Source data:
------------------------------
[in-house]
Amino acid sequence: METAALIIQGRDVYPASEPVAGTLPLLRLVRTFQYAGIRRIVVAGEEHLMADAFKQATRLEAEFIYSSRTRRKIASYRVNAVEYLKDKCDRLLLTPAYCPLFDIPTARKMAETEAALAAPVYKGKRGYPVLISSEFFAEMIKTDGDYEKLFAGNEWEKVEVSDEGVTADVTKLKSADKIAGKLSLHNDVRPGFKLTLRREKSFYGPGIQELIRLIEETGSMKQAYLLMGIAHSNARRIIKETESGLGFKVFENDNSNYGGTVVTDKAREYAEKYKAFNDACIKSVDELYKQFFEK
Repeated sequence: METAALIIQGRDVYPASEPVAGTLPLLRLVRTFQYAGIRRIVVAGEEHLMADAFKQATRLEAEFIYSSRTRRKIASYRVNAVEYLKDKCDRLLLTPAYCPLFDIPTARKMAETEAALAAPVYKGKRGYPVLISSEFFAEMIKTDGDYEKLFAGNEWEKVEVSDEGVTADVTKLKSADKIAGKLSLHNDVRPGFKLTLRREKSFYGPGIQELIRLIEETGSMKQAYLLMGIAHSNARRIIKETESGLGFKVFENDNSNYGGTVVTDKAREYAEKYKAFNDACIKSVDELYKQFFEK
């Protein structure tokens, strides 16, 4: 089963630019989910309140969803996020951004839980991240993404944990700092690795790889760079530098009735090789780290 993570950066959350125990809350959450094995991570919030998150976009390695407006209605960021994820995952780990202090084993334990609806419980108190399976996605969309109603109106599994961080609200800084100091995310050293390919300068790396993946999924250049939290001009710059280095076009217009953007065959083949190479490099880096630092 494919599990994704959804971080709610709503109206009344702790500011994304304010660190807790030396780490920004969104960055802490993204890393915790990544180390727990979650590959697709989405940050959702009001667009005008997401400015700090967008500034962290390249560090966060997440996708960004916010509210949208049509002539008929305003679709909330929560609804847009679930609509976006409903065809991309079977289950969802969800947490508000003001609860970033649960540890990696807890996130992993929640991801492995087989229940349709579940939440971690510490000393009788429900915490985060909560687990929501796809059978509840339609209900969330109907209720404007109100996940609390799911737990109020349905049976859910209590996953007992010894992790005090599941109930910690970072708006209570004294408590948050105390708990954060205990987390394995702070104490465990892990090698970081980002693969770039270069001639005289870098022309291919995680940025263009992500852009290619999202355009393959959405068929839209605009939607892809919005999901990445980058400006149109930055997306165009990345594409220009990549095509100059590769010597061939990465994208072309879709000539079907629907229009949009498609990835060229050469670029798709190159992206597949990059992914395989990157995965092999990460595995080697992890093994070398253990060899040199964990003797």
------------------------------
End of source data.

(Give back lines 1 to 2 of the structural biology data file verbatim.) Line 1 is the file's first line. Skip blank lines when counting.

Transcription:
[in-house]
Amino acid sequence: METAALIIQGRDVYPASEPVAGTLPLLRLVRTFQYAGIRRIVVAGEEHLMADAFKQATRLEAEFIYSSRTRRKIASYRVNAVEYLKDKCDRLLLTPAYCPLFDIPTARKMAETEAALAAPVYKGKRGYPVLISSEFFAEMIKTDGDYEKLFAGNEWEKVEVSDEGVTADVTKLKSADKIAGKLSLHNDVRPGFKLTLRREKSFYGPGIQELIRLIEETGSMKQAYLLMGIAHSNARRIIKETESGLGFKVFENDNSNYGGTVVTDKAREYAEKYKAFNDACIKSVDELYKQFFEK